The new year is upon us. We made it through the holiday season—and little bit plumper and better rested—and now it’s time to return to normal life. If you’re like many Alaskans, you may have made a New Year’s resolution to trim down or bulk up. However, each year, physical fitness resolutions lead many people from the gym to the hospital.
At this time of year, many of us become overly zealous with our commitments to personal health. We go from zero to 60: abandoning the all-cookie diet and vowing to eat only vegetables, forgetting our deep-rooted couch potato lifestyle and enrolling in a high-intensity fitness boot camp.
But this approach can lead to more problems than benefits. Here are a few tips to keep in mind:
- Take precautions. Cardiovascular exercise can be a great way to burn calories. But running on the treadmill can lead to injury if you don’t take other steps to protect your body. Stretching your muscles before and after every workout is important. In addition, adding strength training into your workout regimen has been proven to prevent acute and over-use injuries even more than stretching alone.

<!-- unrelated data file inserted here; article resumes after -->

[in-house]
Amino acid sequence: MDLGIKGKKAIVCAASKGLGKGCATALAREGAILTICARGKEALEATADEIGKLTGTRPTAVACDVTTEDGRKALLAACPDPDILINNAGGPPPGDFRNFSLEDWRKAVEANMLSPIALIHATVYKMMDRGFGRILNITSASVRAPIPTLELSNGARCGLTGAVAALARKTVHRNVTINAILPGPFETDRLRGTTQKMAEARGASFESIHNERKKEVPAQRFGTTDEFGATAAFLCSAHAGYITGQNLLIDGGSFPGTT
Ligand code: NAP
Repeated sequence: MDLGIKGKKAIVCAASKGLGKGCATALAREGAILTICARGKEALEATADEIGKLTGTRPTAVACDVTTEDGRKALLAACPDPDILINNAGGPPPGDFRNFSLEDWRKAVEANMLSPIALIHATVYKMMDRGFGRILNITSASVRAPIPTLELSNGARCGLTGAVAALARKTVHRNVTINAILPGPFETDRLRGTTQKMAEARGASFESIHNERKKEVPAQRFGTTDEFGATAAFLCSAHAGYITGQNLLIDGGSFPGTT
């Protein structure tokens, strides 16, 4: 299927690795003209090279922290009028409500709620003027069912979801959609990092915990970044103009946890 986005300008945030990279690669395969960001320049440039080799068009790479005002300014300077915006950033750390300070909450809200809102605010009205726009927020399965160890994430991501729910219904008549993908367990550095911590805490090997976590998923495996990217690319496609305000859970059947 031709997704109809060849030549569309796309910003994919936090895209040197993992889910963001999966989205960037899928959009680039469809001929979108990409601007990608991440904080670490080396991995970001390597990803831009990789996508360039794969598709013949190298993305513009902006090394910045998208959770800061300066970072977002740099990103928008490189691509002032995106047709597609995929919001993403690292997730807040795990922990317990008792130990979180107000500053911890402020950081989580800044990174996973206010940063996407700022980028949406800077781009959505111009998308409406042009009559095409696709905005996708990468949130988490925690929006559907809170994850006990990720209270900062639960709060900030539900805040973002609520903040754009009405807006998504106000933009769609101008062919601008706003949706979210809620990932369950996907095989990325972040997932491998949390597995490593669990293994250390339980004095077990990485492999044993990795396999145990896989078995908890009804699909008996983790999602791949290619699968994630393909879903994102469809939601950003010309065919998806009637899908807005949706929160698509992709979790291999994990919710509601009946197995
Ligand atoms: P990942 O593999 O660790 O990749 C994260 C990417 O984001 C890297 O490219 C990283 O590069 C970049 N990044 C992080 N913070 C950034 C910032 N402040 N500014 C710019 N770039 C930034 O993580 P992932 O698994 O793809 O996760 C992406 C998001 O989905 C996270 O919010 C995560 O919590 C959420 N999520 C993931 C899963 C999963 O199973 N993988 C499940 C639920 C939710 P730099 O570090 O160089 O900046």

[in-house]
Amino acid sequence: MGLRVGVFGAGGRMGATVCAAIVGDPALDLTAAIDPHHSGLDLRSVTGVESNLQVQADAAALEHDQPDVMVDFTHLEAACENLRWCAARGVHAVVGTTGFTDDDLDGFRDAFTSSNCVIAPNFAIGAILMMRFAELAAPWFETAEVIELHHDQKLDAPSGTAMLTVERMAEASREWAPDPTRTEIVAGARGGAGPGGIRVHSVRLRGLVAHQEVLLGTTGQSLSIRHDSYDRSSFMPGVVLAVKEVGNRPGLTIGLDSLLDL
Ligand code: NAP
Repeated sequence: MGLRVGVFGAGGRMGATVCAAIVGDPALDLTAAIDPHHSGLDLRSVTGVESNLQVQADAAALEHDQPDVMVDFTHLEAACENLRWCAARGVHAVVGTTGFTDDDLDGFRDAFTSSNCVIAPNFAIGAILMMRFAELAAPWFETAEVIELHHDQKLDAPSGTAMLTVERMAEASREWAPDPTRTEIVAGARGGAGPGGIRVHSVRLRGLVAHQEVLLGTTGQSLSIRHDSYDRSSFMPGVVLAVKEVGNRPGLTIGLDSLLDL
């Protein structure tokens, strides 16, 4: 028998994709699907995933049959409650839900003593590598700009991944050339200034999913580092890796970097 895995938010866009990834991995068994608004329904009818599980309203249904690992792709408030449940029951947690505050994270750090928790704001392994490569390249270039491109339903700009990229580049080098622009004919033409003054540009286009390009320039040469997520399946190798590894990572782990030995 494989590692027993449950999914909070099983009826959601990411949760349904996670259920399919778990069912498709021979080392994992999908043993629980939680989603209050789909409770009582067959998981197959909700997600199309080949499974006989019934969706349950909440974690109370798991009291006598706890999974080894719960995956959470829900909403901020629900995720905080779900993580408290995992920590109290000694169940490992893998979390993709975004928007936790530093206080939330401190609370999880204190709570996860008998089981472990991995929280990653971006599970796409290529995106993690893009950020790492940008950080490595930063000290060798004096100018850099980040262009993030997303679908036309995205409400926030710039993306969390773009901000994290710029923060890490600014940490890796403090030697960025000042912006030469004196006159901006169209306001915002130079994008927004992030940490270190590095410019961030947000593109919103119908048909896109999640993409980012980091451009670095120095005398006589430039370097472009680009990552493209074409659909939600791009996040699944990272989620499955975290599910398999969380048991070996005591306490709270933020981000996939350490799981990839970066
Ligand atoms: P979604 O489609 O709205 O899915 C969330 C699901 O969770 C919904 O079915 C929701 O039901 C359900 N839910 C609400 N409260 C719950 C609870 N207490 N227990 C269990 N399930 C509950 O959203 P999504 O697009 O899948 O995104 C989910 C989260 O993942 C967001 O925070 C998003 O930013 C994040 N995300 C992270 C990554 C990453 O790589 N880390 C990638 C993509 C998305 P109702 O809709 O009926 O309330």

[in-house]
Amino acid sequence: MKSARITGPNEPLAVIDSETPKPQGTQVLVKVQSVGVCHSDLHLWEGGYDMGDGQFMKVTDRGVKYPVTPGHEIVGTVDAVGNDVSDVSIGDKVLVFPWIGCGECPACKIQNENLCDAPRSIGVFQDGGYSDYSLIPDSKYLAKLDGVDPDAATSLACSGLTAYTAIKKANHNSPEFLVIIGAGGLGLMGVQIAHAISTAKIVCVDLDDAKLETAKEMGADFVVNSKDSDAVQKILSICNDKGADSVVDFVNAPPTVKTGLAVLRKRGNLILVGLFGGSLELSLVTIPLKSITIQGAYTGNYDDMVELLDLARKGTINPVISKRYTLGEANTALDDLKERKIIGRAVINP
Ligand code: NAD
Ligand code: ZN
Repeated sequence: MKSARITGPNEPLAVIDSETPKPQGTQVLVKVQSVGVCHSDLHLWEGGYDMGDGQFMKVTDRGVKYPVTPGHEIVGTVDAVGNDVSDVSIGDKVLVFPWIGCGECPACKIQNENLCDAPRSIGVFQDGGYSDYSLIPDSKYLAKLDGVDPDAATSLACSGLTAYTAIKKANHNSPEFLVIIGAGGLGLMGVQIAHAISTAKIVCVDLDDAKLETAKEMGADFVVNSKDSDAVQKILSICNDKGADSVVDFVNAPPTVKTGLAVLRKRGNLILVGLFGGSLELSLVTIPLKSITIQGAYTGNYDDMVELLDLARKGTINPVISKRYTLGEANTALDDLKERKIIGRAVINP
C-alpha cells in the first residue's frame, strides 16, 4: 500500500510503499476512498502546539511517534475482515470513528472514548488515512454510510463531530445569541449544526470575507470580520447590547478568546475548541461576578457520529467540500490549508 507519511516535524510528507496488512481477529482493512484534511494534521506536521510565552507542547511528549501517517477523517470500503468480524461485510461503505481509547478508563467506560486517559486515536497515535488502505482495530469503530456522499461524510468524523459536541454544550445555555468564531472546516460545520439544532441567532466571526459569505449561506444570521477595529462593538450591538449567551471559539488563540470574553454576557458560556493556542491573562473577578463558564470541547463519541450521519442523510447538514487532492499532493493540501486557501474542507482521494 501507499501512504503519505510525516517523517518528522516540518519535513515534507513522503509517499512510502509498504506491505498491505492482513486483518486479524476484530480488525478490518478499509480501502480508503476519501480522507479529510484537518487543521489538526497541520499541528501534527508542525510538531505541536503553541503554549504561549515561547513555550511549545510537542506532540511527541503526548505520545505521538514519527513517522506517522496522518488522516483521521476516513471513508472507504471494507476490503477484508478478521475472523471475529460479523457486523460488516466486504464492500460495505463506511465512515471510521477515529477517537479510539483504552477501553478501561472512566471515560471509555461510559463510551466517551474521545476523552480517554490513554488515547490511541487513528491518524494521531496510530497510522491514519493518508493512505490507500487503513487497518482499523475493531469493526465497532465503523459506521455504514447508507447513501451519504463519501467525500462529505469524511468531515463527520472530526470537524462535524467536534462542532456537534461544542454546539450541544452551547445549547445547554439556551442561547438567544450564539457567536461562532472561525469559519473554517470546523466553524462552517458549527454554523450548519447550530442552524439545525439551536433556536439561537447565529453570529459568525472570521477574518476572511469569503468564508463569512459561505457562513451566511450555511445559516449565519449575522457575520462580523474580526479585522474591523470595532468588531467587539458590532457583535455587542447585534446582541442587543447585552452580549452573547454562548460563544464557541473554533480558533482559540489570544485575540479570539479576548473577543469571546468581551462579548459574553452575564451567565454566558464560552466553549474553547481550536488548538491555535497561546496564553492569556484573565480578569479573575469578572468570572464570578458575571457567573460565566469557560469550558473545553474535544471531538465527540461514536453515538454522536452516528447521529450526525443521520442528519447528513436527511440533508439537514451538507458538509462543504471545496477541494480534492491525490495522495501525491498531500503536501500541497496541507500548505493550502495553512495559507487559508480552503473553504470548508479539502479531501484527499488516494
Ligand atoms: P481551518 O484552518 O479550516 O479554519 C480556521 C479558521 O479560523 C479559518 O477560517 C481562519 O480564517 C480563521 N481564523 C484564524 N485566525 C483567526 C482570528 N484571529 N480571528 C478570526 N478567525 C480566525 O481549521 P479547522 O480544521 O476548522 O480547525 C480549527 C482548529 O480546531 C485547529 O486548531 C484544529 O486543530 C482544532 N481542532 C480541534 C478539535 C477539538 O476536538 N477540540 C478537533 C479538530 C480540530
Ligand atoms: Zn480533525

- Work your way up. If you’re not already in the habit of working out, don’t go full-force from the beginning. Start with lower impact activities—such as walking or swimming—before building up to burpees and air squats. For weight training, begin with manageable weights and slowly build from there.
- Incorporate variety. It can be tempting to get into a rut with your workout routine. However, exercising the same muscle groups every day can lead to over-exertion injuries—giving your muscles insufficient time to repair themselves between workouts. Change up your routine, targeting different muscle groups.
- Decompress. Getting enough sleep at night is important for daily functioning—and especially when you’re exercising. Fatigue during your workout can make you more prone to injury, and sleep deprivation can actually make your workout less effective on your body.
While you can avoid many exercise-related accidents yourself, others are the responsibility of your gym. For example, if you slip and fall on a wet floor in the locker room or injure yourself on exercise equipment that wasn’t properly secured, you have the right to seek compensation from the gym for your injuries.